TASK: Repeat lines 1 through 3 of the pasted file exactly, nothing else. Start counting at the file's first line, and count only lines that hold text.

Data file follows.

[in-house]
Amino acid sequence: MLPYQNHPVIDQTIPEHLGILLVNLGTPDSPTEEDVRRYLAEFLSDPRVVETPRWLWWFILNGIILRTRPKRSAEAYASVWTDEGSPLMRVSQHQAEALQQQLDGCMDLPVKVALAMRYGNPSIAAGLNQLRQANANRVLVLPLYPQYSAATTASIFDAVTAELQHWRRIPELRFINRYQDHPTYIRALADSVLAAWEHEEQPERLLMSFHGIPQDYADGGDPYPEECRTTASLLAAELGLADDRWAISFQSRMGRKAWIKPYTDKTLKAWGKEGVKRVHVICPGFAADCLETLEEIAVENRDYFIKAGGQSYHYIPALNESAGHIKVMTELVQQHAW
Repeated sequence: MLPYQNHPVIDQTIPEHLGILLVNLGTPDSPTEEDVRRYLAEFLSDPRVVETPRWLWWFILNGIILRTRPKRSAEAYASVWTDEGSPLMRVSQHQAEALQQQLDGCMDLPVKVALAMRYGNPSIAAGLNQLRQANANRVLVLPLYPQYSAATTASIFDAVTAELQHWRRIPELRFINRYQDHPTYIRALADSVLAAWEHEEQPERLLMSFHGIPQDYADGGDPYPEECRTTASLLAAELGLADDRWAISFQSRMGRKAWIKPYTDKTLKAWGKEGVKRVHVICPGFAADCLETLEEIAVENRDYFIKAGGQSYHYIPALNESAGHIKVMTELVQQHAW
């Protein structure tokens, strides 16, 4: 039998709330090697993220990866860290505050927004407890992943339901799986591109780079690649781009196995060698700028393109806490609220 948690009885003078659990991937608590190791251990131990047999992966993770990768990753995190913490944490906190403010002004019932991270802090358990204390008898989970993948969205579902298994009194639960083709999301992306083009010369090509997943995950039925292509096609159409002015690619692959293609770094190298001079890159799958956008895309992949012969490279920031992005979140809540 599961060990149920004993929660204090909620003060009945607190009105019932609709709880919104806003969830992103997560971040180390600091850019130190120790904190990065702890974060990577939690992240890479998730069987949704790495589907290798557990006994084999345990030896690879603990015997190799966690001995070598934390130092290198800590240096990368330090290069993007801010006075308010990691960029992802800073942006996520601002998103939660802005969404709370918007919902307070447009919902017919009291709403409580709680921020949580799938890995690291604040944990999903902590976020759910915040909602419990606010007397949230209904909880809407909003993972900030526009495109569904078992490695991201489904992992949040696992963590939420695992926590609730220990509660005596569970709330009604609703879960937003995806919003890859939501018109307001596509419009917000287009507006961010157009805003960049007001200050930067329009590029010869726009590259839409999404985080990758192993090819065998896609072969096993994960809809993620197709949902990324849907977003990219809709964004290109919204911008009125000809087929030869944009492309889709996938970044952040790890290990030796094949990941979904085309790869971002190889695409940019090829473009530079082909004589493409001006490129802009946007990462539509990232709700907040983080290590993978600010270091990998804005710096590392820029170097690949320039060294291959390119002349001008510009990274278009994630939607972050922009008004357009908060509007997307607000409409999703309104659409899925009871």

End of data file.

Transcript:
[in-house]
Amino acid sequence: MLPYQNHPVIDQTIPEHLGILLVNLGTPDSPTEEDVRRYLAEFLSDPRVVETPRWLWWFILNGIILRTRPKRSAEAYASVWTDEGSPLMRVSQHQAEALQQQLDGCMDLPVKVALAMRYGNPSIAAGLNQLRQANANRVLVLPLYPQYSAATTASIFDAVTAELQHWRRIPELRFINRYQDHPTYIRALADSVLAAWEHEEQPERLLMSFHGIPQDYADGGDPYPEECRTTASLLAAELGLADDRWAISFQSRMGRKAWIKPYTDKTLKAWGKEGVKRVHVICPGFAADCLETLEEIAVENRDYFIKAGGQSYHYIPALNESAGHIKVMTELVQQHAW
Repeated sequence: MLPYQNHPVIDQTIPEHLGILLVNLGTPDSPTEEDVRRYLAEFLSDPRVVETPRWLWWFILNGIILRTRPKRSAEAYASVWTDEGSPLMRVSQHQAEALQQQLDGCMDLPVKVALAMRYGNPSIAAGLNQLRQANANRVLVLPLYPQYSAATTASIFDAVTAELQHWRRIPELRFINRYQDHPTYIRALADSVLAAWEHEEQPERLLMSFHGIPQDYADGGDPYPEECRTTASLLAAELGLADDRWAISFQSRMGRKAWIKPYTDKTLKAWGKEGVKRVHVICPGFAADCLETLEEIAVENRDYFIKAGGQSYHYIPALNESAGHIKVMTELVQQHAW